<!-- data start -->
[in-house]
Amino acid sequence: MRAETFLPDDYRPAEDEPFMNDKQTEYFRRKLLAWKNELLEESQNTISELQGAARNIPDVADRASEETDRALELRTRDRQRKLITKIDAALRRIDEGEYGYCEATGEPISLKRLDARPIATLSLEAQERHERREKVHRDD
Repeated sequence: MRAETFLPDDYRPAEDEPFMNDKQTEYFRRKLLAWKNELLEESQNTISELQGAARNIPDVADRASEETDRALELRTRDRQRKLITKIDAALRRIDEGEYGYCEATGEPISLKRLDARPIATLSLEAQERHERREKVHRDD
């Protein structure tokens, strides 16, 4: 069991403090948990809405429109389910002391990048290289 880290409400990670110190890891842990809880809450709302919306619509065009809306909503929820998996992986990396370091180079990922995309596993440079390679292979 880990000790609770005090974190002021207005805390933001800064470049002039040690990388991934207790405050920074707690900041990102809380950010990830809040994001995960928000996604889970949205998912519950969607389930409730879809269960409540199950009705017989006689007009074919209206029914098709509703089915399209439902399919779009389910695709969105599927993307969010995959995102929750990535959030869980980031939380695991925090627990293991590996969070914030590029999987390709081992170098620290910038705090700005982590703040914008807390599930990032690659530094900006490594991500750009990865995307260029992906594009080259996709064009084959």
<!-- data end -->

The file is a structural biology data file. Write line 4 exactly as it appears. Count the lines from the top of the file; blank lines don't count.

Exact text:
């Protein structure tokens, strides 16, 4: 069991403090948990809405429109389910002391990048290289 880290409400990670110190890891842990809880809450709302919306619509065009809306909503929820998996992986990396370091180079990922995309596993440079390679292979 880990000790609770005090974190002021207005805390933001800064470049002039040690990388991934207790405050920074707690900041990102809380950010990830809040994001995960928000996604889970949205998912519950969607389930409730879809269960409540199950009705017989006689007009074919209206029914098709509703089915399209439902399919779009389910695709969105599927993307969010995959995102929750990535959030869980980031939380695991925090627990293991590996969070914030590029999987390709081992170098620290910038705090700005982590703040914008807390599930990032690659530094900006490594991500750009990865995307260029992906594009080259996709064009084959």